- The United States generated about 88.7 million tons of surplus food in 2022, according to the latest data update from the nonprofit ReFED. The organization updated its Insights Engine in December.
- The updated data indicates U.S. residents wasted about 349 pounds of food per person last year. That's down from the peak in 2021, but it represents a 5% increase in wasted food per capita since ReFED's 2016 baseline. The U.S. still remains far behind its target of achieving 164 pounds of wasted food per person annually by 2030.
- About 36.7% of all surplus food was landfilled in 2022, increasing over the prior year for the third straight year. Meanwhile, ReFED estimates that 11% of food is “channeled back into the human food supply chain.”
ReFED uses information from dozens of sources to compile its annual data, which is broken down across the food supply chain and surplus food destinations. The nonprofit also estimates the greenhouse gas emissions resulting from surplus food, and it found that in 2022 such emissions declined by 0.5% over the previous year.
While ReFED estimates that 93% of surplus food emissions come from “upstream” activities like production, processing and transportation, it did find that a large proportion of such food ends up in disposal. In 2022, 32.6 million tons of surplus food was landfilled, per the nonprofit’s analysis.
Meanwhile, 16.2 million tons of surplus food was composted, 4.27 million tons of surplus food was incinerated and 1.1 million tons of surplus food was anaerobically digested, proportions that are roughly in line with the previous year’s data.
The EPA recently created a new Wasted Food Scale to provide food industry stakeholders with clearer priorities regarding surplus food destinations. The scale, which replaced the agency’s food recovery hierarchy, used new lifecycle assessments and took a closer look at anaerobic digestion. It ranked the technology just below composting as a food management pathway as long as the digestate or biosolids are beneficially used.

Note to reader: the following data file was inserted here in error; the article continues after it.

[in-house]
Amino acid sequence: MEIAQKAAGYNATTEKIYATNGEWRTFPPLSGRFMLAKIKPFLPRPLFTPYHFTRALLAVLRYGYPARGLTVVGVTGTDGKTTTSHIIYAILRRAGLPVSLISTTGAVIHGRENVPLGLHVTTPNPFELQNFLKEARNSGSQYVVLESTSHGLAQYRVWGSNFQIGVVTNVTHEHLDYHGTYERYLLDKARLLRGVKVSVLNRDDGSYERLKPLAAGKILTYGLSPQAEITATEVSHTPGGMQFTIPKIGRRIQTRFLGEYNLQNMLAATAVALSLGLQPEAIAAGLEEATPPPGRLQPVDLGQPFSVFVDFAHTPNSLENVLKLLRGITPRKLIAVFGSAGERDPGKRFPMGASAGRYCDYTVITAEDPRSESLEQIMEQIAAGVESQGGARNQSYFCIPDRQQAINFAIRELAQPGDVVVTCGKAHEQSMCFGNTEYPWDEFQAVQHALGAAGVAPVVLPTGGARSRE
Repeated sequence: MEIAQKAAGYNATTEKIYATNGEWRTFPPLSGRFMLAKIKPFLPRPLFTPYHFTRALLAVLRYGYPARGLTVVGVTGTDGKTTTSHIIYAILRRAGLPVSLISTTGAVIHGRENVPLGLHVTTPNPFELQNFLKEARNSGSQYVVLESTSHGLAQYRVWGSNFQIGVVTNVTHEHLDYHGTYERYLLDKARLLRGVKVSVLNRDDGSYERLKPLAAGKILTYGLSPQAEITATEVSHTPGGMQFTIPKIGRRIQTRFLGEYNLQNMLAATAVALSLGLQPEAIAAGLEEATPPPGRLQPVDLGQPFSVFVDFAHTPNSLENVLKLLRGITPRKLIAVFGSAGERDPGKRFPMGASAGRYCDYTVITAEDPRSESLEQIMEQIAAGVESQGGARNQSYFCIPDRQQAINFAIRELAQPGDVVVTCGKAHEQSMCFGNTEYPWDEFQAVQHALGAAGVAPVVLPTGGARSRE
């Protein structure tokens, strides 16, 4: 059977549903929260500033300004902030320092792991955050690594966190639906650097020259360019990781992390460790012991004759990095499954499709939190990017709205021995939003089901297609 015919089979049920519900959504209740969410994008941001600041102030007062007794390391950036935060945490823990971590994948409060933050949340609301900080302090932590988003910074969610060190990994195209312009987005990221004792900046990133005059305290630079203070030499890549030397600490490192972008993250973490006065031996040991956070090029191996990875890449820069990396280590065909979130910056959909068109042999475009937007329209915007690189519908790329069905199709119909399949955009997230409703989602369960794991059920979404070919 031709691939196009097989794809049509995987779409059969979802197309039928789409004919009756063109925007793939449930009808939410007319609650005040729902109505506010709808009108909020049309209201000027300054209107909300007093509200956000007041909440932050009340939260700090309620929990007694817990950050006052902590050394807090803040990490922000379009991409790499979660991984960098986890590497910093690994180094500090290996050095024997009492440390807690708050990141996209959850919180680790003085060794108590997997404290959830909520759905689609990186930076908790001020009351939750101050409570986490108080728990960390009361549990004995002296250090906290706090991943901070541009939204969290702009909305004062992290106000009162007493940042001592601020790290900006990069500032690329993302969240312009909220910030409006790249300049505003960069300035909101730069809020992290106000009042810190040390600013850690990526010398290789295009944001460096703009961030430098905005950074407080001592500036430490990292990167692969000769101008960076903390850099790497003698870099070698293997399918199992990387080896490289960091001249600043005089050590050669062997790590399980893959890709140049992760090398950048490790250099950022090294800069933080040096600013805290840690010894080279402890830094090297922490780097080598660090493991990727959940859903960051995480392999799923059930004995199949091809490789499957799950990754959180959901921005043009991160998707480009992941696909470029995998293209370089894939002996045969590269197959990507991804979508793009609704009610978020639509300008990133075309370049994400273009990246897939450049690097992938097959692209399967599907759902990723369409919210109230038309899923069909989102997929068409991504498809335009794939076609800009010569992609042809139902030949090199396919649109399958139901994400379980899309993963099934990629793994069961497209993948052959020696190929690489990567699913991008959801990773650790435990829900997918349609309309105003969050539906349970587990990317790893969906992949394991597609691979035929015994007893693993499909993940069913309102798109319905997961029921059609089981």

The scale also renewed the EPA’s emphasis on source reduction or other means of keeping surplus food out of pathways traditionally handled by the waste industry. ReFED’s data update shows surplus food most often goes to the EPA’s least favored food waste management pathways — food waste donation practices handled the least surplus food, while methods like landfilling, sewer disposal, incineration and “dumping” handled the most.
In a statement announcing the new scale, EPA Administrator Michael Regan called wasted food “a major environmental, social, and economic challenge.” At the time, ReFED Executive Director Dana Gunders called the report accompanying the new scale “thorough and thoughtful” and offered praise for the agency’s more detailed recommendations on source reduction.
The nonprofit has continued to promote best practices to reduce surplus food since the EPA report’s release in October. It joined other nonprofits, grocers and food manufacturers in launching the U.S. Food Waste Pact in December, and it continued to advocate for U.S. leadership on food loss and waste reduction during COP28.